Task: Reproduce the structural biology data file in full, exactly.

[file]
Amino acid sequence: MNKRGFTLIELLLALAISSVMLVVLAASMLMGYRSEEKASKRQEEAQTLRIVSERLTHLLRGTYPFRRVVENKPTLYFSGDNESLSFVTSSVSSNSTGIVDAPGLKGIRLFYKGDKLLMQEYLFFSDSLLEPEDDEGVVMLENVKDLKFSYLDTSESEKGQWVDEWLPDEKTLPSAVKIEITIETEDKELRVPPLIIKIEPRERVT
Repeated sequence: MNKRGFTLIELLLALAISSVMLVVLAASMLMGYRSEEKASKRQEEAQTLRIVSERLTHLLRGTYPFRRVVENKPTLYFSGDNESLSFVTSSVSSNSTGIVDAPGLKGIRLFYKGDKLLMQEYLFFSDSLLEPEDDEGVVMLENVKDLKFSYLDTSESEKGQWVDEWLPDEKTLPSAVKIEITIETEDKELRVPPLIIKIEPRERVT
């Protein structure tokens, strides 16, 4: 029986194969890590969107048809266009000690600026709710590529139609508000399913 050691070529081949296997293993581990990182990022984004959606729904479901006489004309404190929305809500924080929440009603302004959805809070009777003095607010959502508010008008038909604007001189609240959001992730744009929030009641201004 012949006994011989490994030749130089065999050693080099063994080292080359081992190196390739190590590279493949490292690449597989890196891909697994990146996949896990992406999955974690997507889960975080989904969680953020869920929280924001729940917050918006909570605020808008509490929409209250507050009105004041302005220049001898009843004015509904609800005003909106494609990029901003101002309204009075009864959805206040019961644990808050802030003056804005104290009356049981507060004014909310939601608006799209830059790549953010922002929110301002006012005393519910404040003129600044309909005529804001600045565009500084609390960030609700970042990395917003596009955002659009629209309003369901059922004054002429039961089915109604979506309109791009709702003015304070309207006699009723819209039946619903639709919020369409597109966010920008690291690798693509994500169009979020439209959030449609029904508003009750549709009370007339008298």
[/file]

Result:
Amino acid sequence: MNKRGFTLIELLLALAISSVMLVVLAASMLMGYRSEEKASKRQEEAQTLRIVSERLTHLLRGTYPFRRVVENKPTLYFSGDNESLSFVTSSVSSNSTGIVDAPGLKGIRLFYKGDKLLMQEYLFFSDSLLEPEDDEGVVMLENVKDLKFSYLDTSESEKGQWVDEWLPDEKTLPSAVKIEITIETEDKELRVPPLIIKIEPRERVT
Repeated sequence: MNKRGFTLIELLLALAISSVMLVVLAASMLMGYRSEEKASKRQEEAQTLRIVSERLTHLLRGTYPFRRVVENKPTLYFSGDNESLSFVTSSVSSNSTGIVDAPGLKGIRLFYKGDKLLMQEYLFFSDSLLEPEDDEGVVMLENVKDLKFSYLDTSESEKGQWVDEWLPDEKTLPSAVKIEITIETEDKELRVPPLIIKIEPRERVT
């Protein structure tokens, strides 16, 4: 029986194969890590969107048809266009000690600026709710590529139609508000399913 050691070529081949296997293993581990990182990022984004959606729904479901006489004309404190929305809500924080929440009603302004959805809070009777003095607010959502508010008008038909604007001189609240959001992730744009929030009641201004 012949006994011989490994030749130089065999050693080099063994080292080359081992190196390739190590590279493949490292690449597989890196891909697994990146996949896990992406999955974690997507889960975080989904969680953020869920929280924001729940917050918006909570605020808008509490929409209250507050009105004041302005220049001898009843004015509904609800005003909106494609990029901003101002309204009075009864959805206040019961644990808050802030003056804005104290009356049981507060004014909310939601608006799209830059790549953010922002929110301002006012005393519910404040003129600044309909005529804001600045565009500084609390960030609700970042990395917003596009955002659009629209309003369901059922004054002429039961089915109604979506309109791009709702003015304070309207006699009723819209039946619903639709919020369409597109966010920008690291690798693509994500169009979020439209959030449609029904508003009750549709009370007339008298």